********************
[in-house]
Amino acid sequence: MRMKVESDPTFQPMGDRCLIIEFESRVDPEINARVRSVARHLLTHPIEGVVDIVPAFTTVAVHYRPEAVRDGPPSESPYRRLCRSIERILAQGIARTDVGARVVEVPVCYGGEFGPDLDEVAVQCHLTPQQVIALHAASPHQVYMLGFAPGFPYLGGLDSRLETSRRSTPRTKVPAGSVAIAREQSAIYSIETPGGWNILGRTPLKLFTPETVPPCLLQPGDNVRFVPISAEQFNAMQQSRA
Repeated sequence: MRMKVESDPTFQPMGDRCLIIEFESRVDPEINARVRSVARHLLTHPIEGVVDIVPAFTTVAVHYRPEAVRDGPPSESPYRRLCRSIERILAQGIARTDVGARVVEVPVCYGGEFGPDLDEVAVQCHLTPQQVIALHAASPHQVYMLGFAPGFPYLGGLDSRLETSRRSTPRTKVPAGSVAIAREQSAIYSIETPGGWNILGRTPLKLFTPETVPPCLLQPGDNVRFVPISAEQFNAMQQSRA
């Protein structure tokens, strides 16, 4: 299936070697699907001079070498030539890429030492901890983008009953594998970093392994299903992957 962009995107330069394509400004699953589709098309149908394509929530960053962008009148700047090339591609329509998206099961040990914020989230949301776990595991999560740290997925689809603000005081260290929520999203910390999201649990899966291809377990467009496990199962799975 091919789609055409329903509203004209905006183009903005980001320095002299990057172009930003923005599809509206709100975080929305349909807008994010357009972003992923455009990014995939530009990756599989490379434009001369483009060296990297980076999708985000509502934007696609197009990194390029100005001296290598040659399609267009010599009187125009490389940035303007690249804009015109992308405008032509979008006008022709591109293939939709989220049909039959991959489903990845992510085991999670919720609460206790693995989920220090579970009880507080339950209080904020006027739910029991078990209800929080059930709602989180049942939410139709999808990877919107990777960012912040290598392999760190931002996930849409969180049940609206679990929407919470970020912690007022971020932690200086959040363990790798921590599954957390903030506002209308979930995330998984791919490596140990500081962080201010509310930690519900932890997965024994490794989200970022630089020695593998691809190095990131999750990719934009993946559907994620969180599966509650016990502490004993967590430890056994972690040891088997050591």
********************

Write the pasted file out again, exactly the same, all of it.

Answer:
[in-house]
Amino acid sequence: MRMKVESDPTFQPMGDRCLIIEFESRVDPEINARVRSVARHLLTHPIEGVVDIVPAFTTVAVHYRPEAVRDGPPSESPYRRLCRSIERILAQGIARTDVGARVVEVPVCYGGEFGPDLDEVAVQCHLTPQQVIALHAASPHQVYMLGFAPGFPYLGGLDSRLETSRRSTPRTKVPAGSVAIAREQSAIYSIETPGGWNILGRTPLKLFTPETVPPCLLQPGDNVRFVPISAEQFNAMQQSRA
Repeated sequence: MRMKVESDPTFQPMGDRCLIIEFESRVDPEINARVRSVARHLLTHPIEGVVDIVPAFTTVAVHYRPEAVRDGPPSESPYRRLCRSIERILAQGIARTDVGARVVEVPVCYGGEFGPDLDEVAVQCHLTPQQVIALHAASPHQVYMLGFAPGFPYLGGLDSRLETSRRSTPRTKVPAGSVAIAREQSAIYSIETPGGWNILGRTPLKLFTPETVPPCLLQPGDNVRFVPISAEQFNAMQQSRA
């Protein structure tokens, strides 16, 4: 299936070697699907001079070498030539890429030492901890983008009953594998970093392994299903992957 962009995107330069394509400004699953589709098309149908394509929530960053962008009148700047090339591609329509998206099961040990914020989230949301776990595991999560740290997925689809603000005081260290929520999203910390999201649990899966291809377990467009496990199962799975 091919789609055409329903509203004209905006183009903005980001320095002299990057172009930003923005599809509206709100975080929305349909807008994010357009972003992923455009990014995939530009990756599989490379434009001369483009060296990297980076999708985000509502934007696609197009990194390029100005001296290598040659399609267009010599009187125009490389940035303007690249804009015109992308405008032509979008006008022709591109293939939709989220049909039959991959489903990845992510085991999670919720609460206790693995989920220090579970009880507080339950209080904020006027739910029991078990209800929080059930709602989180049942939410139709999808990877919107990777960012912040290598392999760190931002996930849409969180049940609206679990929407919470970020912690007022971020932690200086959040363990790798921590599954957390903030506002209308979930995330998984791919490596140990500081962080201010509310930690519900932890997965024994490794989200970022630089020695593998691809190095990131999750990719934009993946559907994620969180599966509650016990502490004993967590430890056994972690040891088997050591």